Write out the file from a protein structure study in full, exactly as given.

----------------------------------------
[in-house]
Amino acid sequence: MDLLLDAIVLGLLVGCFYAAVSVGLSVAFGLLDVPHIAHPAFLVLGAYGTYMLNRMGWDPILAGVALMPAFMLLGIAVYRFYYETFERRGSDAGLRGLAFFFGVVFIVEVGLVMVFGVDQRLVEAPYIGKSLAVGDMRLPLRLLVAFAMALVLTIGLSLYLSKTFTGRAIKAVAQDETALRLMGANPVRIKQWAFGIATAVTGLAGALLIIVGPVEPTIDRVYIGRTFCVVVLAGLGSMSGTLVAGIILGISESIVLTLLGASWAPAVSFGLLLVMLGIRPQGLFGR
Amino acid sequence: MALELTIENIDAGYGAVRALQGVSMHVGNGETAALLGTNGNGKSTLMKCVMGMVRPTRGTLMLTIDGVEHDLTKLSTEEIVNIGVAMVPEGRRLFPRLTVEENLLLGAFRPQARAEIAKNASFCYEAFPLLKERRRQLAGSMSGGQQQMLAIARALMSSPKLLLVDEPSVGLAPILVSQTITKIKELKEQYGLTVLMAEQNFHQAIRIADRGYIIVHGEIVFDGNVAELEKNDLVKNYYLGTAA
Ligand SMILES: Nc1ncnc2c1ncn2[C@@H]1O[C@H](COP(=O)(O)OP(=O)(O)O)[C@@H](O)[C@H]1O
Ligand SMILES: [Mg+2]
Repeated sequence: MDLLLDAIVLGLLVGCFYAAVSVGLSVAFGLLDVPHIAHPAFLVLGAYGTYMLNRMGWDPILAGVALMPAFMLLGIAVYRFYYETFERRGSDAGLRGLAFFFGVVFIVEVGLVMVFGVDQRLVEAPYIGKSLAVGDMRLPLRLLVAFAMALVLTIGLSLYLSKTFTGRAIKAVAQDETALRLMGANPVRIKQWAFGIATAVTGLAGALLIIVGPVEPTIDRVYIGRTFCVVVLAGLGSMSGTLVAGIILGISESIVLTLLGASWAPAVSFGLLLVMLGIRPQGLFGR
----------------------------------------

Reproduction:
[in-house]
Amino acid sequence: MDLLLDAIVLGLLVGCFYAAVSVGLSVAFGLLDVPHIAHPAFLVLGAYGTYMLNRMGWDPILAGVALMPAFMLLGIAVYRFYYETFERRGSDAGLRGLAFFFGVVFIVEVGLVMVFGVDQRLVEAPYIGKSLAVGDMRLPLRLLVAFAMALVLTIGLSLYLSKTFTGRAIKAVAQDETALRLMGANPVRIKQWAFGIATAVTGLAGALLIIVGPVEPTIDRVYIGRTFCVVVLAGLGSMSGTLVAGIILGISESIVLTLLGASWAPAVSFGLLLVMLGIRPQGLFGR
Amino acid sequence: MALELTIENIDAGYGAVRALQGVSMHVGNGETAALLGTNGNGKSTLMKCVMGMVRPTRGTLMLTIDGVEHDLTKLSTEEIVNIGVAMVPEGRRLFPRLTVEENLLLGAFRPQARAEIAKNASFCYEAFPLLKERRRQLAGSMSGGQQQMLAIARALMSSPKLLLVDEPSVGLAPILVSQTITKIKELKEQYGLTVLMAEQNFHQAIRIADRGYIIVHGEIVFDGNVAELEKNDLVKNYYLGTAA
Ligand SMILES: Nc1ncnc2c1ncn2[C@@H]1O[C@H](COP(=O)(O)OP(=O)(O)O)[C@@H](O)[C@H]1O
Ligand SMILES: [Mg+2]
Repeated sequence: MDLLLDAIVLGLLVGCFYAAVSVGLSVAFGLLDVPHIAHPAFLVLGAYGTYMLNRMGWDPILAGVALMPAFMLLGIAVYRFYYETFERRGSDAGLRGLAFFFGVVFIVEVGLVMVFGVDQRLVEAPYIGKSLAVGDMRLPLRLLVAFAMALVLTIGLSLYLSKTFTGRAIKAVAQDETALRLMGANPVRIKQWAFGIATAVTGLAGALLIIVGPVEPTIDRVYIGRTFCVVVLAGLGSMSGTLVAGIILGISESIVLTLLGASWAPAVSFGLLLVMLGIRPQGLFGR